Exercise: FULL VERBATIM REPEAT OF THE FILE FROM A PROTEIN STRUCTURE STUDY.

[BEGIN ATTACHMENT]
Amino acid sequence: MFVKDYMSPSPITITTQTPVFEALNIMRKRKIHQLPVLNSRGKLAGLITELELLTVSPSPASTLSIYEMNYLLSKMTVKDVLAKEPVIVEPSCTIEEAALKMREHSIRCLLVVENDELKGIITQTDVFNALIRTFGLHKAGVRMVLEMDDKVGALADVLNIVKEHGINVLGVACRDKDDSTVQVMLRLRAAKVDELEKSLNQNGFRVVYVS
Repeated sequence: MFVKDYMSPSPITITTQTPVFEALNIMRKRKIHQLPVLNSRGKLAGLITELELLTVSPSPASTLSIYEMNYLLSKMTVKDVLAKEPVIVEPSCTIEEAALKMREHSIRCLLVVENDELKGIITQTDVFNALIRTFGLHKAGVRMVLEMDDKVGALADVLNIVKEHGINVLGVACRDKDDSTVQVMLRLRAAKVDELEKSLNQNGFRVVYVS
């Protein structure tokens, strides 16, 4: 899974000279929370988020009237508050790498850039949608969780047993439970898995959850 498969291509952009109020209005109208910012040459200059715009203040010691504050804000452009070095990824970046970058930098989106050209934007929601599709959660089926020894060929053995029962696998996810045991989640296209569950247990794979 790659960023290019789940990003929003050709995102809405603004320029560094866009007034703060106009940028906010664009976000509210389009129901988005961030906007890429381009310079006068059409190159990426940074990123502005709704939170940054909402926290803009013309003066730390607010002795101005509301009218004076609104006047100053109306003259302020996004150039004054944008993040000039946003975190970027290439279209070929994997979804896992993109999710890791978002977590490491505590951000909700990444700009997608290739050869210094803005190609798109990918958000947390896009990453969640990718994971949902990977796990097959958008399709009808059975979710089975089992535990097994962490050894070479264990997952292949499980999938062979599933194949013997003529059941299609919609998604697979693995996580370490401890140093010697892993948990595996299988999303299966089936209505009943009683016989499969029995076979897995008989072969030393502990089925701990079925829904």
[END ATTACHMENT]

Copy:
Amino acid sequence: MFVKDYMSPSPITITTQTPVFEALNIMRKRKIHQLPVLNSRGKLAGLITELELLTVSPSPASTLSIYEMNYLLSKMTVKDVLAKEPVIVEPSCTIEEAALKMREHSIRCLLVVENDELKGIITQTDVFNALIRTFGLHKAGVRMVLEMDDKVGALADVLNIVKEHGINVLGVACRDKDDSTVQVMLRLRAAKVDELEKSLNQNGFRVVYVS
Repeated sequence: MFVKDYMSPSPITITTQTPVFEALNIMRKRKIHQLPVLNSRGKLAGLITELELLTVSPSPASTLSIYEMNYLLSKMTVKDVLAKEPVIVEPSCTIEEAALKMREHSIRCLLVVENDELKGIITQTDVFNALIRTFGLHKAGVRMVLEMDDKVGALADVLNIVKEHGINVLGVACRDKDDSTVQVMLRLRAAKVDELEKSLNQNGFRVVYVS
């Protein structure tokens, strides 16, 4: 899974000279929370988020009237508050790498850039949608969780047993439970898995959850 498969291509952009109020209005109208910012040459200059715009203040010691504050804000452009070095990824970046970058930098989106050209934007929601599709959660089926020894060929053995029962696998996810045991989640296209569950247990794979 790659960023290019789940990003929003050709995102809405603004320029560094866009007034703060106009940028906010664009976000509210389009129901988005961030906007890429381009310079006068059409190159990426940074990123502005709704939170940054909402926290803009013309003066730390607010002795101005509301009218004076609104006047100053109306003259302020996004150039004054944008993040000039946003975190970027290439279209070929994997979804896992993109999710890791978002977590490491505590951000909700990444700009997608290739050869210094803005190609798109990918958000947390896009990453969640990718994971949902990977796990097959958008399709009808059975979710089975089992535990097994962490050894070479264990997952292949499980999938062979599933194949013997003529059941299609919609998604697979693995996580370490401890140093010697892993948990595996299988999303299966089936209505009943009683016989499969029995076979897995008989072969030393502990089925701990079925829904």